A patent, in itself, is worthless unless backed by a strong will to enforce it (“An idea that’s a patent misfit”, Mint, 23 September). The main reason that commercialization of patents in India remains weak is because the enforcement mechanism—our civil court system—takes years to decide on patent suits; the damages awarded may not provide an attractive return profile for the patent holder to litigate. By transferring ownership of patents to academic institutions, hopefully, the Bill will encourage the creation of patent pools. The owners of such pools will then have the scale and royalty stream to go after those who infringe patents. This might then encourage commercially relevant research, setting up a virtuous cycle. So the Bill is not such a patent misfit after all!
— Shyam Sunder
The concern of the Insurance Regulatory and Development Authority (Irda), India’s insurance sector regulator, that insurers should watch their costs and the emphasis on better disclosure are positive indications (“Irda preparing norms for valuations, disclosures”, Mint, 19 September). This is especially positive when insurance companies are planning to tap the initial public offering (IPO) market and the government is thinking of further liberalizing the industry.
It has been almost a decade since the insurance industry was opened up. As early as 1967, the government appointed a committee (popularly known as the Morarka committee), with actuaries and a regulator’s representative on it, to suggest measures for controlling the expenses of Life Insurance Corp. of India (LIC). Now that new insurers are likely to come to the market—and, in keeping with the current trend, with a hefty premium on their shares—it may be necessary to go beyond fixing better disclosure norms.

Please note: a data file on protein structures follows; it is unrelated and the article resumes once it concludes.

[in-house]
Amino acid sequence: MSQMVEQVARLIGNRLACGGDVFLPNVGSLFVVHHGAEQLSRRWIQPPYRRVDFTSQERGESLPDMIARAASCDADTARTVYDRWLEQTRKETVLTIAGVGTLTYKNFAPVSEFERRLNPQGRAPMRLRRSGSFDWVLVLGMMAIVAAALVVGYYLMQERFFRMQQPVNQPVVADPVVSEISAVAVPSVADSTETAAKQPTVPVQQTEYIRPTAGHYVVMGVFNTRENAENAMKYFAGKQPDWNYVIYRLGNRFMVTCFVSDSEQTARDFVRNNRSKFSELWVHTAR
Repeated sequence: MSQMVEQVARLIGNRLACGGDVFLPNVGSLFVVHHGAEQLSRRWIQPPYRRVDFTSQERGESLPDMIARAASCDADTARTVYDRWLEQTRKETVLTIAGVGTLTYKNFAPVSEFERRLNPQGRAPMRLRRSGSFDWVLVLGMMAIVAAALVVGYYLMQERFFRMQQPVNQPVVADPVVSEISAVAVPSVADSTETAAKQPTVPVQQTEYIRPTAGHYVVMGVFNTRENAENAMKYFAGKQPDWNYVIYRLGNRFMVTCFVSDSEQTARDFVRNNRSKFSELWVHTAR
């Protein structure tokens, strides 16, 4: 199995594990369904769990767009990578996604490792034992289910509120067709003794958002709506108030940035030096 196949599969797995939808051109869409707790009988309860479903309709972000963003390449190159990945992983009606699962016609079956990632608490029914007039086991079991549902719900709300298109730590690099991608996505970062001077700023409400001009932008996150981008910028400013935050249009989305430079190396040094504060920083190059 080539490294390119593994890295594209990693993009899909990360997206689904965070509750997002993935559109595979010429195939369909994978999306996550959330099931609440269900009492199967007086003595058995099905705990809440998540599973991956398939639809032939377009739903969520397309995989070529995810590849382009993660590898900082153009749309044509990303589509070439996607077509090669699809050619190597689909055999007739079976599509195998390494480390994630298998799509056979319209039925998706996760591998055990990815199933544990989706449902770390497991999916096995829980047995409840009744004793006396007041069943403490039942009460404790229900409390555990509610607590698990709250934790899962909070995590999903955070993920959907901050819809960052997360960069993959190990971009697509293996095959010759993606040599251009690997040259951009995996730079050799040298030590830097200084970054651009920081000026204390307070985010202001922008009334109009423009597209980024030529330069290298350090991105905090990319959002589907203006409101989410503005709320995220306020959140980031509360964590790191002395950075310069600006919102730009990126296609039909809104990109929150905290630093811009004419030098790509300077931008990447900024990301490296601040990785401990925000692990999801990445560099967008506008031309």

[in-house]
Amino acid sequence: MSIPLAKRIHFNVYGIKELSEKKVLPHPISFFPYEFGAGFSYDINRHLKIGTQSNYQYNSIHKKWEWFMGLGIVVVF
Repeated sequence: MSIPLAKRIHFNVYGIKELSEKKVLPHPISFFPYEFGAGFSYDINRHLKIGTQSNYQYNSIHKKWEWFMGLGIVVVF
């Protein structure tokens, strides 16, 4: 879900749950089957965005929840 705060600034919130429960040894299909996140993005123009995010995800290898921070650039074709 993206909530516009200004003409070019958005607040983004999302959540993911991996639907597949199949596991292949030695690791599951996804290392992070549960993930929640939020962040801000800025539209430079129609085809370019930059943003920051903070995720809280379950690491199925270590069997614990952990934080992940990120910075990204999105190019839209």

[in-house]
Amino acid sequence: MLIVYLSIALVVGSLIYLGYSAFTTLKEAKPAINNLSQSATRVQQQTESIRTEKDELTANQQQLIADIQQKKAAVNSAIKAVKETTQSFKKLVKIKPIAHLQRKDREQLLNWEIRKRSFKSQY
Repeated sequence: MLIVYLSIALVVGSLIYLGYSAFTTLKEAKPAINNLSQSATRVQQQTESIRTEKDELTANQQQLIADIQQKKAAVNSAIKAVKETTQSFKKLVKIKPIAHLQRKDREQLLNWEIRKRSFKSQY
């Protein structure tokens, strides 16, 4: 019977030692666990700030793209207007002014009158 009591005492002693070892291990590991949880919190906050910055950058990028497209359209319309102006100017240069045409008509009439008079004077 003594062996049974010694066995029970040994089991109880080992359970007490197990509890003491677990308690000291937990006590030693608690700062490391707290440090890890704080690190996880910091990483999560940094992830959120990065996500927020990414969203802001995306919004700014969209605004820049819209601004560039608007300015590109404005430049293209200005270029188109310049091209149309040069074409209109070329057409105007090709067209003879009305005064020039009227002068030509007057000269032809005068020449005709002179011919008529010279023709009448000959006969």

It will be necessary, therefore, for the government to set up a similar committee to go into the functioning of insurers—including the private ones (who are coming to the IPO market)—which will throw light not only on their financial soundness, but also on the expertise they have obtained from their foreign partners, their reach and operations. The market climate also would have improved by the time the report of such a committee is available. Such a report, along with the regulators’ well-thought-out disclosure norms, will be useful for investors and the public and, more importantly, will allow Parliament to reach an early decision on further liberalizing the insurance industry.
— S. Subramanyan
US President Barack Obama’s first address to the United Nations (UN) General Assembly was a much-awaited event, since he was expected to chart out a different approach to global affairs than his disgraced predecessor. Be it his address on race relations during his presidential campaign, his victory speech on 4 November, his inaugural address or his speech on nuclear disarmament in Prague, all have been touted as heralding a new age for the US and the world.
However, a close examination of the content of these speeches shows a plan that remains quite similar, in many respects, to that of his predecessor. Obama’s views on the Israeli-Palestinian issue, where the US would like to see “two states living side by side”, is taken verbatim from any of George Bush’s talking points over the past eight years. Where Obama stands out, however, is on his approach on climate change.
For India, the UN speech was not music to the ears. Obama’s tough line on nuclear proliferation treaties and on climate change indicate a relationship that will see its fair share of ups and downs. While India is being feted as a major ally in the Obama administration, Obama will not bow to Indian pressure on issues such as climate change and nuclear non-proliferation, given the internal pressures he faces within the US Democratic Party.
— Karan Thakur